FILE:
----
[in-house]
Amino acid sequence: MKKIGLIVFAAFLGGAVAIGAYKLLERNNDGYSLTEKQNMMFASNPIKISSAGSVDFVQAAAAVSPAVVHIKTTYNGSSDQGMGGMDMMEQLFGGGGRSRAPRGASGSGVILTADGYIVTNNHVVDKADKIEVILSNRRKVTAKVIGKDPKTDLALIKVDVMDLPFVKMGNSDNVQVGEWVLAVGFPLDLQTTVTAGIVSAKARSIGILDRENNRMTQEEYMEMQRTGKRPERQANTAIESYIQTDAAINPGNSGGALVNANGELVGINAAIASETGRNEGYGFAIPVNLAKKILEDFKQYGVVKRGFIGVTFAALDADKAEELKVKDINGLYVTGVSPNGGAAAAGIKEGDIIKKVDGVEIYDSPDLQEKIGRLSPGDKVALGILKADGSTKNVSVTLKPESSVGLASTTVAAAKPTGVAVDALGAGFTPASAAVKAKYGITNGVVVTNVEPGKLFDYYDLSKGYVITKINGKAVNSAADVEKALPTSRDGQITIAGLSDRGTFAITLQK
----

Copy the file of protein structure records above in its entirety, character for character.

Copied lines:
[in-house]
Amino acid sequence: MKKIGLIVFAAFLGGAVAIGAYKLLERNNDGYSLTEKQNMMFASNPIKISSAGSVDFVQAAAAVSPAVVHIKTTYNGSSDQGMGGMDMMEQLFGGGGRSRAPRGASGSGVILTADGYIVTNNHVVDKADKIEVILSNRRKVTAKVIGKDPKTDLALIKVDVMDLPFVKMGNSDNVQVGEWVLAVGFPLDLQTTVTAGIVSAKARSIGILDRENNRMTQEEYMEMQRTGKRPERQANTAIESYIQTDAAINPGNSGGALVNANGELVGINAAIASETGRNEGYGFAIPVNLAKKILEDFKQYGVVKRGFIGVTFAALDADKAEELKVKDINGLYVTGVSPNGGAAAAGIKEGDIIKKVDGVEIYDSPDLQEKIGRLSPGDKVALGILKADGSTKNVSVTLKPESSVGLASTTVAAAKPTGVAVDALGAGFTPASAAVKAKYGITNGVVVTNVEPGKLFDYYDLSKGYVITKINGKAVNSAADVEKALPTSRDGQITIAGLSDRGTFAITLQK